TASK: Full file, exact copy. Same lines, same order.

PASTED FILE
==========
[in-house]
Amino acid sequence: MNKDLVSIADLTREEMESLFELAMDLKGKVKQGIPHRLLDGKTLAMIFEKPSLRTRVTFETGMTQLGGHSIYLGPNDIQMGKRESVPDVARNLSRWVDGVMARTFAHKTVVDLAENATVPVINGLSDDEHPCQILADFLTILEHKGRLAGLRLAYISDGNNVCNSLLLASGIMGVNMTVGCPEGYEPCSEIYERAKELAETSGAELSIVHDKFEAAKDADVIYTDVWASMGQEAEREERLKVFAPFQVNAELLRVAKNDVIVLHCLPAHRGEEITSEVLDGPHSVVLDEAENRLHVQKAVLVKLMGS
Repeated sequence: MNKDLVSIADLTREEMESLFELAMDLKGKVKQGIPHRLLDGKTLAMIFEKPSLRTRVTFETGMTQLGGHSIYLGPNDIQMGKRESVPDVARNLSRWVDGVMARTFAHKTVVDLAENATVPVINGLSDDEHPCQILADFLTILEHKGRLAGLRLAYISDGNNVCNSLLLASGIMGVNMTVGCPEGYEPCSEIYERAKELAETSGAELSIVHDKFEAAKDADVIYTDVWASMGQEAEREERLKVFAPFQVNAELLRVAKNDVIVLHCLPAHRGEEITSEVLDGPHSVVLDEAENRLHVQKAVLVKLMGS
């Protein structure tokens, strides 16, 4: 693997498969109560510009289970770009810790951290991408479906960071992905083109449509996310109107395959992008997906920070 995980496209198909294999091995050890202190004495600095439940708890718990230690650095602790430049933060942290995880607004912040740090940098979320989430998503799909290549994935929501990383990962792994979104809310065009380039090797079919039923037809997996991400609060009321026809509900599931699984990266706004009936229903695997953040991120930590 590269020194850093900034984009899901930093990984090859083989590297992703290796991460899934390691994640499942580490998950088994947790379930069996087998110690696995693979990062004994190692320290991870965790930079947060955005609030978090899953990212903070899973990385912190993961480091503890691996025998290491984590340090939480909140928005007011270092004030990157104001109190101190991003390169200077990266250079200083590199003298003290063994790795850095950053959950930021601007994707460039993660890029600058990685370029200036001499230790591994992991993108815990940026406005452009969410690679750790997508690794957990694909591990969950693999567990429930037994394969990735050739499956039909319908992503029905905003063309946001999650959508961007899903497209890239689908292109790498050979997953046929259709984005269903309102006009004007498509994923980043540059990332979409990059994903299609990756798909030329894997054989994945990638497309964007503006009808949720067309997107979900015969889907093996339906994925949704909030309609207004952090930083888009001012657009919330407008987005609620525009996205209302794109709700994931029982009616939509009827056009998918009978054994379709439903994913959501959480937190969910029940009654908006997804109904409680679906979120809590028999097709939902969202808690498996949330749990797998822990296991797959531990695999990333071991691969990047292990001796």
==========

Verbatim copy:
[in-house]
Amino acid sequence: MNKDLVSIADLTREEMESLFELAMDLKGKVKQGIPHRLLDGKTLAMIFEKPSLRTRVTFETGMTQLGGHSIYLGPNDIQMGKRESVPDVARNLSRWVDGVMARTFAHKTVVDLAENATVPVINGLSDDEHPCQILADFLTILEHKGRLAGLRLAYISDGNNVCNSLLLASGIMGVNMTVGCPEGYEPCSEIYERAKELAETSGAELSIVHDKFEAAKDADVIYTDVWASMGQEAEREERLKVFAPFQVNAELLRVAKNDVIVLHCLPAHRGEEITSEVLDGPHSVVLDEAENRLHVQKAVLVKLMGS
Repeated sequence: MNKDLVSIADLTREEMESLFELAMDLKGKVKQGIPHRLLDGKTLAMIFEKPSLRTRVTFETGMTQLGGHSIYLGPNDIQMGKRESVPDVARNLSRWVDGVMARTFAHKTVVDLAENATVPVINGLSDDEHPCQILADFLTILEHKGRLAGLRLAYISDGNNVCNSLLLASGIMGVNMTVGCPEGYEPCSEIYERAKELAETSGAELSIVHDKFEAAKDADVIYTDVWASMGQEAEREERLKVFAPFQVNAELLRVAKNDVIVLHCLPAHRGEEITSEVLDGPHSVVLDEAENRLHVQKAVLVKLMGS
């Protein structure tokens, strides 16, 4: 693997498969109560510009289970770009810790951290991408479906960071992905083109449509996310109107395959992008997906920070 995980496209198909294999091995050890202190004495600095439940708890718990230690650095602790430049933060942290995880607004912040740090940098979320989430998503799909290549994935929501990383990962792994979104809310065009380039090797079919039923037809997996991400609060009321026809509900599931699984990266706004009936229903695997953040991120930590 590269020194850093900034984009899901930093990984090859083989590297992703290796991460899934390691994640499942580490998950088994947790379930069996087998110690696995693979990062004994190692320290991870965790930079947060955005609030978090899953990212903070899973990385912190993961480091503890691996025998290491984590340090939480909140928005007011270092004030990157104001109190101190991003390169200077990266250079200083590199003298003290063994790795850095950053959950930021601007994707460039993660890029600058990685370029200036001499230790591994992991993108815990940026406005452009969410690679750790997508690794957990694909591990969950693999567990429930037994394969990735050739499956039909319908992503029905905003063309946001999650959508961007899903497209890239689908292109790498050979997953046929259709984005269903309102006009004007498509994923980043540059990332979409990059994903299609990756798909030329894997054989994945990638497309964007503006009808949720067309997107979900015969889907093996339906994925949704909030309609207004952090930083888009001012657009919330407008987005609620525009996205209302794109709700994931029982009616939509009827056009998918009978054994379709439903994913959501959480937190969910029940009654908006997804109904409680679906979120809590028999097709939902969202808690498996949330749990797998822990296991797959531990695999990333071991691969990047292990001796």